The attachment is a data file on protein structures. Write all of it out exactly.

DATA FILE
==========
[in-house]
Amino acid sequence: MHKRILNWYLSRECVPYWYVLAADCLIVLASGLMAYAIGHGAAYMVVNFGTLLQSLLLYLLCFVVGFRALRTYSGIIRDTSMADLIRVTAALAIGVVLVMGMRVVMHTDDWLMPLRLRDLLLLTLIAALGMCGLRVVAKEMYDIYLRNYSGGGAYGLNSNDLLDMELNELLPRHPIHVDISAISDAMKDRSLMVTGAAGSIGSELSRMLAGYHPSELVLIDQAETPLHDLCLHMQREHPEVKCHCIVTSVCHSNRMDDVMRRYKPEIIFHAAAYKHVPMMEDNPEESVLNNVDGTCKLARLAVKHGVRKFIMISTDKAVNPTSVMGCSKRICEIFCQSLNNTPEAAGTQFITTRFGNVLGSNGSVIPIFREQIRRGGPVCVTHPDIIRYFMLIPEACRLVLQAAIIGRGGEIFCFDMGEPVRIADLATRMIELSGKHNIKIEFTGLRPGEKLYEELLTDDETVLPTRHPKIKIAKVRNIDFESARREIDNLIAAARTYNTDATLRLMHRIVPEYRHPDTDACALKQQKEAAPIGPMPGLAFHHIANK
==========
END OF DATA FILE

[in-house]
Amino acid sequence: MHKRILNWYLSRECVPYWYVLAADCLIVLASGLMAYAIGHGAAYMVVNFGTLLQSLLLYLLCFVVGFRALRTYSGIIRDTSMADLIRVTAALAIGVVLVMGMRVVMHTDDWLMPLRLRDLLLLTLIAALGMCGLRVVAKEMYDIYLRNYSGGGAYGLNSNDLLDMELNELLPRHPIHVDISAISDAMKDRSLMVTGAAGSIGSELSRMLAGYHPSELVLIDQAETPLHDLCLHMQREHPEVKCHCIVTSVCHSNRMDDVMRRYKPEIIFHAAAYKHVPMMEDNPEESVLNNVDGTCKLARLAVKHGVRKFIMISTDKAVNPTSVMGCSKRICEIFCQSLNNTPEAAGTQFITTRFGNVLGSNGSVIPIFREQIRRGGPVCVTHPDIIRYFMLIPEACRLVLQAAIIGRGGEIFCFDMGEPVRIADLATRMIELSGKHNIKIEFTGLRPGEKLYEELLTDDETVLPTRHPKIKIAKVRNIDFESARREIDNLIAAARTYNTDATLRLMHRIVPEYRHPDTDACALKQQKEAAPIGPMPGLAFHHIANK